A study explores the concept of artificial consciousness in the context of the film “Being John Malkovich”
Recent advances in technology, such as the development of increasingly sophisticated machine learning algorithms and robots, have sparked much debate about artificial intelligence (AI) and artificial consciousness. While many of the tools created to date have achieved remarkable results, there has been much discussion about what differentiates them from humans.
Specifically, computer scientists and neuroscientists have pondered the difference between intelligence and “consciousness,” wondering if machines will ever be able to achieve the latter. Amar Singh, assistant professor at Banaras Hindu University, recently published an article in a special issue of Springer Link’s AI & Society which explores these concepts by drawing parallels with the fantasy film “Being John Malkovich”.
“Being John Malkovich” is a 1999 movie directed by Spike Jonze and starring John Cusack, Cameron Diaz and other famous Hollywood stars. The film tells the story of a puppeteer who discovers a portal through which he can access the mind of movie star John Malkovich, while altering his being.
“As a humanities researcher, I have been engaged in the study of AI for the past few years,” Amar Singh, one of the researchers who conducted the study, told TechXplore. “Being John Malkovich” is an ambiguous film that invites a multitude of readings of a wide variety of critical theories. Watching the film, I found it shed light on many of the crucial questions that researchers are addressing in the field of AI.”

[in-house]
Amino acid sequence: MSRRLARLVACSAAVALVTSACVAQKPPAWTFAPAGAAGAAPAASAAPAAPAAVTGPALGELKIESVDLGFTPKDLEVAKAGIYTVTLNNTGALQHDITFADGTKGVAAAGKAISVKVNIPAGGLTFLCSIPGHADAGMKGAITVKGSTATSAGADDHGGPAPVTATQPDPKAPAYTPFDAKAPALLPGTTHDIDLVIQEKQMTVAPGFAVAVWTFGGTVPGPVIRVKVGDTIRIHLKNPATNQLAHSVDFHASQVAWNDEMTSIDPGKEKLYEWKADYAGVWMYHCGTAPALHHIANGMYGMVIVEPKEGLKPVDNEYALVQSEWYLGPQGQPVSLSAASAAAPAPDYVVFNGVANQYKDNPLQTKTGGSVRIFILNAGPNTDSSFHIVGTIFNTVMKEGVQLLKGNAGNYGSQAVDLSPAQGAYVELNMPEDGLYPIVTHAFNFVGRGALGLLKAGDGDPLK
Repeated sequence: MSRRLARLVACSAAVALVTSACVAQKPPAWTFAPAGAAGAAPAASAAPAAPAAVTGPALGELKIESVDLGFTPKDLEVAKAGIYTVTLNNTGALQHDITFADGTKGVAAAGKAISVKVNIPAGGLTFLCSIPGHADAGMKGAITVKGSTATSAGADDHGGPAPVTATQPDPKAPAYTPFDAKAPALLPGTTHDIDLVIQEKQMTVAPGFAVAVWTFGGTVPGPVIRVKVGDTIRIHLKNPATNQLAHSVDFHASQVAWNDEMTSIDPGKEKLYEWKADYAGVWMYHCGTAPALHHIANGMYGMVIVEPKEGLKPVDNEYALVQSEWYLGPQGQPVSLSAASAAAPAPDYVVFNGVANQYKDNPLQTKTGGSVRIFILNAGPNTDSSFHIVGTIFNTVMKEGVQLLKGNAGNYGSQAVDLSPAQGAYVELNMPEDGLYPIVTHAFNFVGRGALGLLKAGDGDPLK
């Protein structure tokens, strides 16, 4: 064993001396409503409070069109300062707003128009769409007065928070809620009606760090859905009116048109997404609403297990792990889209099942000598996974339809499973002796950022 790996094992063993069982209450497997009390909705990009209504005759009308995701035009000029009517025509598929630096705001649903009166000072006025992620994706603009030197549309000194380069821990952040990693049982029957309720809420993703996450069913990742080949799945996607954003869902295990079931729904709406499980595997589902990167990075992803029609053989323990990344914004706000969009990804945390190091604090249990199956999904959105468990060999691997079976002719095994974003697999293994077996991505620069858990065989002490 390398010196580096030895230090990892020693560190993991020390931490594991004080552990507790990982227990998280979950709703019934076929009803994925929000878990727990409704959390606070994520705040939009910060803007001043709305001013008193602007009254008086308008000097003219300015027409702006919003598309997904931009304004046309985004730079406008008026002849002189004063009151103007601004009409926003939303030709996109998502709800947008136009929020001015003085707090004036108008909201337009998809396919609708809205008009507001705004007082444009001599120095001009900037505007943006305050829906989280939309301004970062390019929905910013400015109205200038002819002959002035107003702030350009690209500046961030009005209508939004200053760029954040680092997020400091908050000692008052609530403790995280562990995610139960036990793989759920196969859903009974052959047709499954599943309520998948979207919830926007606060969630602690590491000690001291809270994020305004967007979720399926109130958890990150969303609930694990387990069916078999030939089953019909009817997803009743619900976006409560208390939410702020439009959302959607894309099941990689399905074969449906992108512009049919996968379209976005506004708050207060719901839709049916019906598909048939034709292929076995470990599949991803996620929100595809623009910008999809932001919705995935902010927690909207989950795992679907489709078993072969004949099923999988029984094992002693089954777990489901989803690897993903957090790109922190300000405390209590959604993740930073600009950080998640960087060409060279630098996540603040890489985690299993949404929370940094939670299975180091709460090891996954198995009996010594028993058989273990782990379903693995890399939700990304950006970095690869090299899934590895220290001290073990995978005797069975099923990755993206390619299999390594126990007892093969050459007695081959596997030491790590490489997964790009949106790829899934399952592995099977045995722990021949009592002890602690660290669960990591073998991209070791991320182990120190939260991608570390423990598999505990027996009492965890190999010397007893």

Amar Singh is currently a postdoctoral researcher at Bergische Universität Wuppertal, Germany. After completing a project called “Remembering the Future Through Cinematic Symbols”, he joined Prof. Ursula Kocher’s “More Than Human” research group at BUW, where he explores a variety of intelligence-related topics. artificial. His recent article builds on work he undertook as part of his postdoctoral research.
“Today, technology is affecting our lives in unprecedented ways, altering our perception of reality,” Singh explained. “In ‘Being John Malkovich’ various characters exhibit altered perceptions as they attempt to hack John Malkovich’s mind. The film provides excellent analysis of how entering a virtual environment can alter/enhance/change our perceptions of reality by bridging the gap between self and others, something we might not otherwise be able to experience in real life, helping us expand our consciousness.”
Addressing the themes explored in the film “Being John Malkovich”, Singh explores in depth the concept of artificially induced consciousness. For example, he theoretically assesses the possibility that machines can produce an “artificial human consciousness”, which generates new knowledge about individuals, which is not already contained within them.
“There are emerging trends and issues that require a new method of treatment as our involvement in this technology increases,” Singh explained. “This paper will hopefully encourage researchers to approach artificial intelligence from a variety of different disciplinary perspectives in order to overcome human biases and flaws.”
Making connections to “Being John Malkovich”, in his article, Singh touches on several important topics, including human and robot rights, virtual sex and rape, and disabilities, all of which are at the heart of many debates. current events related to AI. In the future, his work may inspire more studies drawing parallels between film, philosophy, and AI, to improve current understanding of artificial intelligence, while examining the potential of AI to explore human consciousness.
“I am now exploring future narratives of our symbiotic relationship with artificial intelligence as part of my postdoctoral research,” Singh added. “When this project is completed, I intend to pursue other transdisciplinary projects related to artificial intelligence.”
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Amar Singh et al, Artificial Intelligence/Consciousness: Being and Becoming John Malkovich, AI & SOCIETY (2022). DOI: 10.1007/s00146-022-01470-7
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